One-Way and Live Video Interviews

Original Content Created by Heather Houlton (heather dot houlton at gmail dot com)

There are other interviewing strategies outside of the traditional phone screenings and technical interviews. More and more, companies are using a variety of video-interview methods. Here, we'll discuss two of the common types: One-way video interviewing, and live video interviews. 

One-way video Screening Interviews: These are becoming more common because it takes fewer resources and less staff time, which allows companies to screen more applicants in a shorter period. But what is a one-way video interview? It's an opportunity for you to answer pre-determined questions from the company and record your answers as a video. In our experience, this is what happens:

  1. You will receive a link from HR explaining that you've been invited to participate in a one-way video interview. 
  2. Upon clicking the link, you'll be taken to a page with the job details, usually including the title, description, and location. They'll also give you basic instructions on how the one-way interview will work. 
  3. When ready, click the button (or link) to launch your one-way video interview. Don't worry, it won't start right away. 
  4. Every company sets up their interviews differently, but in general, here are the parameters in which you will conduct the interview: 
  • Number of questions: They should let you know how many questions to expect to answer, and the general amount of time it will take you to complete the whole interview.
  • Either the questions will be prompted only as text, or they will have a representative from the company ask you the question in a video and have the question prompted as well. It depends on how the company has set up the interview. 
  • Number of attempts per question: For each question, you are given a certain number of attempts to record and submit your answer to the question successfully. Some will only give you one try, some might give you two or more tries.
  • Time limit to read/view the question and plan your response: Some companies put a time limit on how long you get to think about the question before recording your answer. Others will give you an unlimited amount of time to consider the question before starting your recorded answer.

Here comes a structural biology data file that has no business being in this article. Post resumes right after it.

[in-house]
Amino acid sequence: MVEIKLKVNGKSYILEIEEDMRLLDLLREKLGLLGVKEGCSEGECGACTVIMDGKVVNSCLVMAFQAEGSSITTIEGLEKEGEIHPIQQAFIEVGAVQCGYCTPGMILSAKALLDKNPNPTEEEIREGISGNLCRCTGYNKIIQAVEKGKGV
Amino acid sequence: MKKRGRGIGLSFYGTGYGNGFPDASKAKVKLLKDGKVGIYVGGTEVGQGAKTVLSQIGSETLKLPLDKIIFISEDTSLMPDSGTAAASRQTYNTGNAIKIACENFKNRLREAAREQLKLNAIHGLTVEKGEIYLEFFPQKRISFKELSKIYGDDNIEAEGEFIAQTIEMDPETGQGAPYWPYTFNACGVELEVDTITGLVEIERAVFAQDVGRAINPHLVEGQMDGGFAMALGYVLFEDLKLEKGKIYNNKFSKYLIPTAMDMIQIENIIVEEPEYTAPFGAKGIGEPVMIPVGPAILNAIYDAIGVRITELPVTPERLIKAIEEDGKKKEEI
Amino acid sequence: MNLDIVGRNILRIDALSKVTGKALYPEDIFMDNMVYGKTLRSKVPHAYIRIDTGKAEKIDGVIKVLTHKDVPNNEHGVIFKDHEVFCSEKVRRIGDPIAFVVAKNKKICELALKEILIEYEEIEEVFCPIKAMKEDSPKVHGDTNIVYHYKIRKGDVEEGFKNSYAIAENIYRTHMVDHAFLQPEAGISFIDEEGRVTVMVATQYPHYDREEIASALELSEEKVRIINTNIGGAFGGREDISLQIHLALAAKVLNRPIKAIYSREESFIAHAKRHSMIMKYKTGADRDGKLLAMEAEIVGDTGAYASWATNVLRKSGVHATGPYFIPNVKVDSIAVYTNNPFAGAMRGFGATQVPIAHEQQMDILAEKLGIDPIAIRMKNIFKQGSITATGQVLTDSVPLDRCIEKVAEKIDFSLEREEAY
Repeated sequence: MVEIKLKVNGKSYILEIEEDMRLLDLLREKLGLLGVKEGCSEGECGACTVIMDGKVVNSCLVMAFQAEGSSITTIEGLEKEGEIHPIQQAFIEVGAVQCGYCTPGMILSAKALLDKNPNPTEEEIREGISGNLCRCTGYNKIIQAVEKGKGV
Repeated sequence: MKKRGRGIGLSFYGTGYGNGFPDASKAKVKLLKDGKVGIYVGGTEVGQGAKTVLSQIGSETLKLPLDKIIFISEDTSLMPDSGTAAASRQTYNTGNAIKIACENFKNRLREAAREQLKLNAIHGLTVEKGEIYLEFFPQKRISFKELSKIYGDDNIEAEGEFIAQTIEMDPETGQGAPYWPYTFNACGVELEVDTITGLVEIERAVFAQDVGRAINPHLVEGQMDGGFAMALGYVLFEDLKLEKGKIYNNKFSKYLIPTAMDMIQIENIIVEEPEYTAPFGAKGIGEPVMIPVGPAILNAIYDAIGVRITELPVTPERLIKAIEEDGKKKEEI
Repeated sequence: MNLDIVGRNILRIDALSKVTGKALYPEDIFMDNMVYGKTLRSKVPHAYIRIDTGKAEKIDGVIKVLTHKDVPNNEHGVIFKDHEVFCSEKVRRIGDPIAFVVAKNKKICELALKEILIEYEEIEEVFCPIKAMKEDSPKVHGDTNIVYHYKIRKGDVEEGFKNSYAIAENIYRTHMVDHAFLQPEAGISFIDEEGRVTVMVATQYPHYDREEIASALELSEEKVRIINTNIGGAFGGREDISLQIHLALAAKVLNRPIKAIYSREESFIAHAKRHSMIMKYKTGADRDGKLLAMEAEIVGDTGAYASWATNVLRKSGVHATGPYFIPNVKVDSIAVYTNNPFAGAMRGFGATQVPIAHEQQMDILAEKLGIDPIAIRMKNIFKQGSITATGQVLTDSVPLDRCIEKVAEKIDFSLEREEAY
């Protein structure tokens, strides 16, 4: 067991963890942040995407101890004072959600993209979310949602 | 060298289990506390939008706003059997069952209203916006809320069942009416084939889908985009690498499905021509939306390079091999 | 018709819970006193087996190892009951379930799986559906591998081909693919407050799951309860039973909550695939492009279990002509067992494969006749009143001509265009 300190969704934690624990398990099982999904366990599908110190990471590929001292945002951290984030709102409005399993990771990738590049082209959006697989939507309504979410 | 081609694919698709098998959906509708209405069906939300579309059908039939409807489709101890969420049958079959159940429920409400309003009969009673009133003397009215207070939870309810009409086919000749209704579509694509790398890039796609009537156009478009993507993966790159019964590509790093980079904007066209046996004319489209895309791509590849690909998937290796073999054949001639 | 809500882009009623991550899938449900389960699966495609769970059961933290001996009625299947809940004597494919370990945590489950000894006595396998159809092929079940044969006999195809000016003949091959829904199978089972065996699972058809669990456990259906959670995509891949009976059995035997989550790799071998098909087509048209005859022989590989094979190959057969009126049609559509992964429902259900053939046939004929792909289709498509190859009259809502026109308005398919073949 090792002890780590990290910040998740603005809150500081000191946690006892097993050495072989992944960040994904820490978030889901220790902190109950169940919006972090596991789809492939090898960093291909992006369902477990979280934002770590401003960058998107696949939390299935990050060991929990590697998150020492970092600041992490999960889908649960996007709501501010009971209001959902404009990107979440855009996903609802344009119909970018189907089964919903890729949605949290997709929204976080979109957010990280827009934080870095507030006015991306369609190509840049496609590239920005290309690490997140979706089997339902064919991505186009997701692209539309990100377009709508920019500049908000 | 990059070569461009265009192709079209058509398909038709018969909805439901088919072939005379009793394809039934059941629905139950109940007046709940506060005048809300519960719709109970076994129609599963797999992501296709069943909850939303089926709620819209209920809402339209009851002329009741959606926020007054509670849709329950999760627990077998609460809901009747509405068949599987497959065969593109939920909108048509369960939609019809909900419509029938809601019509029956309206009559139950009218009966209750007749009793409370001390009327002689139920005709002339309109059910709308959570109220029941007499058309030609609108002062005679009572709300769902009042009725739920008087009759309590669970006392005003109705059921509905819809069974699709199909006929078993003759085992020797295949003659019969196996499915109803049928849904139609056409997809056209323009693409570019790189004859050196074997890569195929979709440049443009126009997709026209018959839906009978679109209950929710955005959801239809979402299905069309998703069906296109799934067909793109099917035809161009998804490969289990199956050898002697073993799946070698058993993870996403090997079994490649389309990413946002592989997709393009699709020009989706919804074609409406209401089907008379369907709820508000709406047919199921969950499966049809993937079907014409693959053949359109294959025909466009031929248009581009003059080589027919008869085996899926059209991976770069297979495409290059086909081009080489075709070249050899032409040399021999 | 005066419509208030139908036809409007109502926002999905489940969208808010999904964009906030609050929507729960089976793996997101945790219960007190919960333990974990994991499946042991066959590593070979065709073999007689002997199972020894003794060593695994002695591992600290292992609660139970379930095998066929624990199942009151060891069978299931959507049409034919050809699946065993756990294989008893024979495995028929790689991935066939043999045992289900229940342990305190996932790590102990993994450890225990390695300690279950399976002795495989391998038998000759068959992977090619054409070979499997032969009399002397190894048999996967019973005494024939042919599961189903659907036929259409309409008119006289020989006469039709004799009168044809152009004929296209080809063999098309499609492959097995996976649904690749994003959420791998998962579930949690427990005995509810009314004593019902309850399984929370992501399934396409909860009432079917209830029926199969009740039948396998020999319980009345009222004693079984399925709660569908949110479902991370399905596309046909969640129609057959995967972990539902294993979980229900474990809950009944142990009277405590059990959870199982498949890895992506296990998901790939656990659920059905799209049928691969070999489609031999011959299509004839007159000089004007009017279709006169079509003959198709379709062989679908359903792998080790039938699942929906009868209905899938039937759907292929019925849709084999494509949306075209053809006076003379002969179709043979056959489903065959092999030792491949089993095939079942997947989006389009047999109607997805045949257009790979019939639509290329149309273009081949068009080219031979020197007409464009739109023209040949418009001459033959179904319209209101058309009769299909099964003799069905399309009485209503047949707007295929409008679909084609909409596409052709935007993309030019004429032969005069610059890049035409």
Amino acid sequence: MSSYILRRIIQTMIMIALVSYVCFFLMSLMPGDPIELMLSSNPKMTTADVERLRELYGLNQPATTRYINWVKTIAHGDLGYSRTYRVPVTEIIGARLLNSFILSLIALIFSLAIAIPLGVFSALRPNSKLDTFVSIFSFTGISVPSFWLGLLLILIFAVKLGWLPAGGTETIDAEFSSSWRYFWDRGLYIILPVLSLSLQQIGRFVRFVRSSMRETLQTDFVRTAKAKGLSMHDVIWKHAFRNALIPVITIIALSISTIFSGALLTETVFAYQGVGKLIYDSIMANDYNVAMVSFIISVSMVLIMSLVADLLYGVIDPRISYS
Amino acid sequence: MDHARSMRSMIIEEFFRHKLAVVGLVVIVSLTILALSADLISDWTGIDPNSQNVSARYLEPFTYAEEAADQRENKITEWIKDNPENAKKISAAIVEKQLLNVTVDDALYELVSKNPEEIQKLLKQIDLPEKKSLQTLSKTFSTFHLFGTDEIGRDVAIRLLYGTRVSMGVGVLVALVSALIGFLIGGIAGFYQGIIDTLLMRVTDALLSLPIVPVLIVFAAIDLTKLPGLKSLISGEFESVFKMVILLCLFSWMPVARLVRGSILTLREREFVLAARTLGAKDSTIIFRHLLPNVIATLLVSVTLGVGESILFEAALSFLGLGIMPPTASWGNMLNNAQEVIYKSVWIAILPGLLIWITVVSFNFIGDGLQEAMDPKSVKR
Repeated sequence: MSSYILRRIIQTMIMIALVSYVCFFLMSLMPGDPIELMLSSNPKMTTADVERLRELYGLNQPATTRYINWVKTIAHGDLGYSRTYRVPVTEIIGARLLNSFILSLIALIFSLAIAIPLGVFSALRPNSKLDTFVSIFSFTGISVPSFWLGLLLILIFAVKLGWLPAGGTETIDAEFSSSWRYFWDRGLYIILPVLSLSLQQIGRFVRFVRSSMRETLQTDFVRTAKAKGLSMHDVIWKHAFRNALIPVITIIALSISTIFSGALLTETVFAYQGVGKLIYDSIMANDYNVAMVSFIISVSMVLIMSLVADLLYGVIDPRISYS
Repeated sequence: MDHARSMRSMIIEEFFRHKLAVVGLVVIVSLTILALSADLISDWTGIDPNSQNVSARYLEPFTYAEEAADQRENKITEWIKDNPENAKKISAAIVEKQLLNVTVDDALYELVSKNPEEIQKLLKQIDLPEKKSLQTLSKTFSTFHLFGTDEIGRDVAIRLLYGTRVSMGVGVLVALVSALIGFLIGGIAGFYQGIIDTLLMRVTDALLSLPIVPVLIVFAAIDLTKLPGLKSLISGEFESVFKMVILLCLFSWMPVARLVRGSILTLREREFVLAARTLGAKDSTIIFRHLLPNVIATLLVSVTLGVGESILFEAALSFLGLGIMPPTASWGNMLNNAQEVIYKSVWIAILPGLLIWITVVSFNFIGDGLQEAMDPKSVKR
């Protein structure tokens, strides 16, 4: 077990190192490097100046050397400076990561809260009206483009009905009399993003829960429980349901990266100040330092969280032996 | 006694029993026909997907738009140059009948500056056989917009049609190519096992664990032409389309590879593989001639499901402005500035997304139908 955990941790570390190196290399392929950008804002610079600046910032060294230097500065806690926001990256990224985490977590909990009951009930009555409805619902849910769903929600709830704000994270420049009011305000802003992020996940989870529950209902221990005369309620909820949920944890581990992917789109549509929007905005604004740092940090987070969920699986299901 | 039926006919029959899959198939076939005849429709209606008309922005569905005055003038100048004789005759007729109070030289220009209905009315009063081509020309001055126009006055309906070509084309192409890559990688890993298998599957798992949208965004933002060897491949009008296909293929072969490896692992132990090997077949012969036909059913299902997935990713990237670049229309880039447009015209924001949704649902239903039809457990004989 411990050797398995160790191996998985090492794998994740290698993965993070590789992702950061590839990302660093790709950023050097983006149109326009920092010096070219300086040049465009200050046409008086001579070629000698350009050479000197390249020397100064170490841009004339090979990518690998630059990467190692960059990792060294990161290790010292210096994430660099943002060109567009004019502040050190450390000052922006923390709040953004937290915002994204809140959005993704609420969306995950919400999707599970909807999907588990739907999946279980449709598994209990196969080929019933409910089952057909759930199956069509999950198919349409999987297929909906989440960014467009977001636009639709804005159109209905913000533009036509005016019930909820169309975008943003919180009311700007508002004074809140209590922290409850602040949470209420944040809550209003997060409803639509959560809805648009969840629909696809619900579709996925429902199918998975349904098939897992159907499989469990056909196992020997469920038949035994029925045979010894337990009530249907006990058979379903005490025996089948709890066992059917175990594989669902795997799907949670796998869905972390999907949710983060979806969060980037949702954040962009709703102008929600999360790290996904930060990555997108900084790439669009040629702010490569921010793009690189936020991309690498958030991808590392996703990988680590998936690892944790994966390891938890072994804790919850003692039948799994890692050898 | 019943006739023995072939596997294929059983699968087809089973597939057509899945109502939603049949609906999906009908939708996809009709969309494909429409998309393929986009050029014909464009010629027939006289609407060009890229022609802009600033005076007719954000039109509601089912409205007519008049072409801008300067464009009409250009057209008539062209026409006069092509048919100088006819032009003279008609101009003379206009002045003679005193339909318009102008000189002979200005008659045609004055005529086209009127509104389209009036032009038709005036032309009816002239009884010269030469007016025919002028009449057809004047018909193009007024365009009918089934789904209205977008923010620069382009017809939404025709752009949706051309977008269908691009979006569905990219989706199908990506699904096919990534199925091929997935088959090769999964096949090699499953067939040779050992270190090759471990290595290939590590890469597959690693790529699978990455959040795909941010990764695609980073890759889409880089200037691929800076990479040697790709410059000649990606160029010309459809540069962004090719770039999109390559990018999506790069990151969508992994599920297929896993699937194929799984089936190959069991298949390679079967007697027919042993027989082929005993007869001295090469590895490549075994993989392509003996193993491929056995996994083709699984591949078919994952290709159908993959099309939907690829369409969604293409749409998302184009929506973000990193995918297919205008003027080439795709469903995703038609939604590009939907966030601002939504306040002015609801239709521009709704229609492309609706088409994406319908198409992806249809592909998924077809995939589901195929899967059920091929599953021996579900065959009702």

• Time limit to respond to the question: Each question will likely have a time limit - and the prompt will tell you how long you have in the beginning of each question. During your recording, there will be a timer counting down so you can keep track of how long you have left to finish your response. 

Once you've finished, it'll give you instructions on how to wrap up and what the next steps will be. 

Live video interviews: Live video interviews over Skype, Zoom, or other video platforms are a lot less awkward than the one-way video interview where it seems that you're just talking to yourself. At least with a live interview, you can have a discussion and go back and forth in conversation with the person/people on the other side of the camera. Here are a few tips to keep in mind while on a video interview:

  • Make "eye contact" by looking into your camera as much as possible. It seems awkward at first, but if you only look at the video of the person on your screen, your eyes are not looking at them through the camera. So, as you speak, try to look straight into your camera as much as possible. It helps show confidence, direct communication, and simulates eye contact. 
  • Remember the notes that we have outlined for potential interview questions? Be sure to keep those up so you can glance at them if needed. It also helps to have that fall back for if you get nervous and forget how to start an answer. But remember, once you glance at your notes be sure to look back into the camera to simulate that eye contact. 
  • Dress professionally. Yes, it needs to be said. Not only will the interviewer be assessing how you present yourself, but if you dress formally for the interview, it will put you in the right mindset as well. 
  • Be prepared to ask your own questions at the end. Again, this is part of the "test" of an interview. How much research have you done? Where are the gaps in understanding and what information is important for you to know to make a decision about this role and company? Just like in the phone interviews, preparing solid questions to learn more demonstrates your interest. 

No matter what the format of the video interview is, we recommend that you practice your interview questions and responses out loud. You might even try to video yourself to see how you come across and tweak accordingly.